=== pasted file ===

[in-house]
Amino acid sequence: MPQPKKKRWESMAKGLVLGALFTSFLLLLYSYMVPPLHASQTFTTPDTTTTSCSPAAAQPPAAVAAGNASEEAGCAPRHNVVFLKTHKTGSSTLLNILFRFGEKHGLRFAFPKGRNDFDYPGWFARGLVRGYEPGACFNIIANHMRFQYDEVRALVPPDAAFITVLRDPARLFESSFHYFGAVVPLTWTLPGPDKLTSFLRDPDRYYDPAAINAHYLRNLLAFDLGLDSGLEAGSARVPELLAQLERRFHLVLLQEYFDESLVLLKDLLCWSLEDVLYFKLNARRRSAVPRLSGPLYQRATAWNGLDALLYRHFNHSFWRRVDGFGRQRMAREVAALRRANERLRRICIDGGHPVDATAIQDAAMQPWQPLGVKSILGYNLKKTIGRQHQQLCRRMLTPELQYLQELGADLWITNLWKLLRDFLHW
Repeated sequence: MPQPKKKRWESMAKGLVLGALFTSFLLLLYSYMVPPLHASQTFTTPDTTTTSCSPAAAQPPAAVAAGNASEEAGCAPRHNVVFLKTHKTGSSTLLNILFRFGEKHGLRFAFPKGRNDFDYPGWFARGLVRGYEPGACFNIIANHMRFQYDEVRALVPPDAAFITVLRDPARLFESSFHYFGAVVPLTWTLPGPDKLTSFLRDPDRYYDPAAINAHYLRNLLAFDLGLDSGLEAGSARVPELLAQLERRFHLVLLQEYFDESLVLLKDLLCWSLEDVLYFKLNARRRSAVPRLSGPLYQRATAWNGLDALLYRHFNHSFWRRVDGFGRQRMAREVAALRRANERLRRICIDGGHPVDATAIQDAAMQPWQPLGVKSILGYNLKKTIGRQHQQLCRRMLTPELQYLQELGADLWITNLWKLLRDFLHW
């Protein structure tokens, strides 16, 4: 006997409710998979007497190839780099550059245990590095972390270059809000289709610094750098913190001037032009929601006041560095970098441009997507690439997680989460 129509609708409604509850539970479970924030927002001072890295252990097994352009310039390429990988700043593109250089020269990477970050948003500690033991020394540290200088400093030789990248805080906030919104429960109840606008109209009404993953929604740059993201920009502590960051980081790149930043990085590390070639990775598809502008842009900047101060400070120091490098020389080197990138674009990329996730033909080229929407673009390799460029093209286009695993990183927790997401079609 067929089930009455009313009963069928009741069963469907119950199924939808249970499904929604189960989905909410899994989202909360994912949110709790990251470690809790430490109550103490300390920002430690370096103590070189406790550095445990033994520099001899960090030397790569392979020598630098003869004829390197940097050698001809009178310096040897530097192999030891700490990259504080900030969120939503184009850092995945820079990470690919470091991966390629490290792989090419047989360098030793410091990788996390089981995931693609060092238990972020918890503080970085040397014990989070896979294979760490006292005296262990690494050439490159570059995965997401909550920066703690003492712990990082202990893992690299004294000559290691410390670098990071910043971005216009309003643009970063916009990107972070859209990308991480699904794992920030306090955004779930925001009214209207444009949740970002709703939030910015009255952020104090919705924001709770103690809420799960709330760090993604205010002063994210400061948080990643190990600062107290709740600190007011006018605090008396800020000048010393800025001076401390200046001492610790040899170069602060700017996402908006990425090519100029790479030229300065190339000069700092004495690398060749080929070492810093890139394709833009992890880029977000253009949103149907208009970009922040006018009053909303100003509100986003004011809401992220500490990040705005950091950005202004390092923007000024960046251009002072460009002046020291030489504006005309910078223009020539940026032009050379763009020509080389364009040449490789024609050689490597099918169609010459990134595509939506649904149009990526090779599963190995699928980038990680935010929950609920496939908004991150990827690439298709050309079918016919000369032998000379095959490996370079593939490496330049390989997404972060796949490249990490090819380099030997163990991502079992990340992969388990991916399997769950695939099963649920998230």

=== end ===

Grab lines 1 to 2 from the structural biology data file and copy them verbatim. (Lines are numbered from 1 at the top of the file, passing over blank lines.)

[in-house]
Amino acid sequence: MPQPKKKRWESMAKGLVLGALFTSFLLLLYSYMVPPLHASQTFTTPDTTTTSCSPAAAQPPAAVAAGNASEEAGCAPRHNVVFLKTHKTGSSTLLNILFRFGEKHGLRFAFPKGRNDFDYPGWFARGLVRGYEPGACFNIIANHMRFQYDEVRALVPPDAAFITVLRDPARLFESSFHYFGAVVPLTWTLPGPDKLTSFLRDPDRYYDPAAINAHYLRNLLAFDLGLDSGLEAGSARVPELLAQLERRFHLVLLQEYFDESLVLLKDLLCWSLEDVLYFKLNARRRSAVPRLSGPLYQRATAWNGLDALLYRHFNHSFWRRVDGFGRQRMAREVAALRRANERLRRICIDGGHPVDATAIQDAAMQPWQPLGVKSILGYNLKKTIGRQHQQLCRRMLTPELQYLQELGADLWITNLWKLLRDFLHW